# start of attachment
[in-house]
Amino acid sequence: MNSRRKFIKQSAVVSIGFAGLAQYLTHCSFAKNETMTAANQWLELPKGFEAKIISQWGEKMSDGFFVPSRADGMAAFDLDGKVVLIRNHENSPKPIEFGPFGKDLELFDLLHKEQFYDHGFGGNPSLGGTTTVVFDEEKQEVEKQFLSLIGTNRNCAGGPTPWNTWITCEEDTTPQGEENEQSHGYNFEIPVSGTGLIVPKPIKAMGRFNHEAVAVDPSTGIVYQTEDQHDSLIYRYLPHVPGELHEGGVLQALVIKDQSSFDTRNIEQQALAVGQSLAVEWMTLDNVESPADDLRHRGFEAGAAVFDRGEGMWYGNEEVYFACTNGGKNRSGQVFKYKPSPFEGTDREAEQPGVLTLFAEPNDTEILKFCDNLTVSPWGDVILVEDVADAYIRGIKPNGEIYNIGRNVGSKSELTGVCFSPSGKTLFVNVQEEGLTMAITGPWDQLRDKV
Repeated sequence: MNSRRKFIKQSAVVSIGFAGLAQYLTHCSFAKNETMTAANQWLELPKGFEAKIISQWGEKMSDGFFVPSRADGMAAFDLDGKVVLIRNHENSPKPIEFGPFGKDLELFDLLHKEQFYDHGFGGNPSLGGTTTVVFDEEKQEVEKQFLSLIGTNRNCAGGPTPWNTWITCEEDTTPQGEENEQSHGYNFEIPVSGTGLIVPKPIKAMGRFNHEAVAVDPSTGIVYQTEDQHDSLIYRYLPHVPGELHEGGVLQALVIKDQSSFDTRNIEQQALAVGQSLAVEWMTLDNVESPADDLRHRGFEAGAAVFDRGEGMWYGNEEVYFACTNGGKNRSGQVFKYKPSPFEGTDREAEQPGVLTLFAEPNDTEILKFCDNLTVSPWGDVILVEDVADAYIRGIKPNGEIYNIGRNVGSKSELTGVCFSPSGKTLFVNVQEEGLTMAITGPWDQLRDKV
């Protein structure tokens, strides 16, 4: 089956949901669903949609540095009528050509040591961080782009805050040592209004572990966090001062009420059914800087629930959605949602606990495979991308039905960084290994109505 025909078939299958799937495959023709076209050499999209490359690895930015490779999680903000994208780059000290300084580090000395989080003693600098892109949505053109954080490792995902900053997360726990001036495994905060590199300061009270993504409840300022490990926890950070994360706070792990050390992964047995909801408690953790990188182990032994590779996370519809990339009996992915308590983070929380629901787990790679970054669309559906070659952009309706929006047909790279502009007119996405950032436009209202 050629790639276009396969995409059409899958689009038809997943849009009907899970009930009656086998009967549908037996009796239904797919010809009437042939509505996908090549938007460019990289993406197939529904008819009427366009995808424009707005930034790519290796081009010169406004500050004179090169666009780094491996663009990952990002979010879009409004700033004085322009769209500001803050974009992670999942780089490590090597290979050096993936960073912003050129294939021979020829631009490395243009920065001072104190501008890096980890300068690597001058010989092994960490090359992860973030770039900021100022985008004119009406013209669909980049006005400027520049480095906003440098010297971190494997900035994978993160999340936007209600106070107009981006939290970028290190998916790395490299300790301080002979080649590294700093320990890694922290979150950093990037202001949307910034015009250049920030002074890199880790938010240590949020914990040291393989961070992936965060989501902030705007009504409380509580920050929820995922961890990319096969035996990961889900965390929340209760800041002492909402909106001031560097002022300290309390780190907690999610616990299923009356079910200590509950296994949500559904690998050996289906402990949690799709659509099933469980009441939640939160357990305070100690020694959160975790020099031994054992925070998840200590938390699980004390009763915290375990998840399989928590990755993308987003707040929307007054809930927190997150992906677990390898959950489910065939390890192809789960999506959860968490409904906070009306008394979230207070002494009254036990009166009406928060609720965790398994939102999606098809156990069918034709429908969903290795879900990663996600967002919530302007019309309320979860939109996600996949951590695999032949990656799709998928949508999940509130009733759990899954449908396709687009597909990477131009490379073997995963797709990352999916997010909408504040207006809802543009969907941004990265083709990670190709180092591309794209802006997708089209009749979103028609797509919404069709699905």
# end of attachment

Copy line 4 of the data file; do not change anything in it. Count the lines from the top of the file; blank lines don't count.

């Protein structure tokens, strides 16, 4: 089956949901669903949609540095009528050509040591961080782009805050040592209004572990966090001062009420059914800087629930959605949602606990495979991308039905960084290994109505 025909078939299958799937495959023709076209050499999209490359690895930015490779999680903000994208780059000290300084580090000395989080003693600098892109949505053109954080490792995902900053997360726990001036495994905060590199300061009270993504409840300022490990926890950070994360706070792990050390992964047995909801408690953790990188182990032994590779996370519809990339009996992915308590983070929380629901787990790679970054669309559906070659952009309706929006047909790279502009007119996405950032436009209202 050629790639276009396969995409059409899958689009038809997943849009009907899970009930009656086998009967549908037996009796239904797919010809009437042939509505996908090549938007460019990289993406197939529904008819009427366009995808424009707005930034790519290796081009010169406004500050004179090169666009780094491996663009990952990002979010879009409004700033004085322009769209500001803050974009992670999942780089490590090597290979050096993936960073912003050129294939021979020829631009490395243009920065001072104190501008890096980890300068690597001058010989092994960490090359992860973030770039900021100022985008004119009406013209669909980049006005400027520049480095906003440098010297971190494997900035994978993160999340936007209600106070107009981006939290970028290190998916790395490299300790301080002979080649590294700093320990890694922290979150950093990037202001949307910034015009250049920030002074890199880790938010240590949020914990040291393989961070992936965060989501902030705007009504409380509580920050929820995922961890990319096969035996990961889900965390929340209760800041002492909402909106001031560097002022300290309390780190907690999610616990299923009356079910200590509950296994949500559904690998050996289906402990949690799709659509099933469980009441939640939160357990305070100690020694959160975790020099031994054992925070998840200590938390699980004390009763915290375990998840399989928590990755993308987003707040929307007054809930927190997150992906677990390898959950489910065939390890192809789960999506959860968490409904906070009306008394979230207070002494009254036990009166009406928060609720965790398994939102999606098809156990069918034709429908969903290795879900990663996600967002919530302007019309309320979860939109996600996949951590695999032949990656799709998928949508999940509130009733759990899954449908396709687009597909990477131009490379073997995963797709990352999916997010909408504040207006809802543009969907941004990265083709990670190709180092591309794209802006997708089209009749979103028609797509919404069709699905």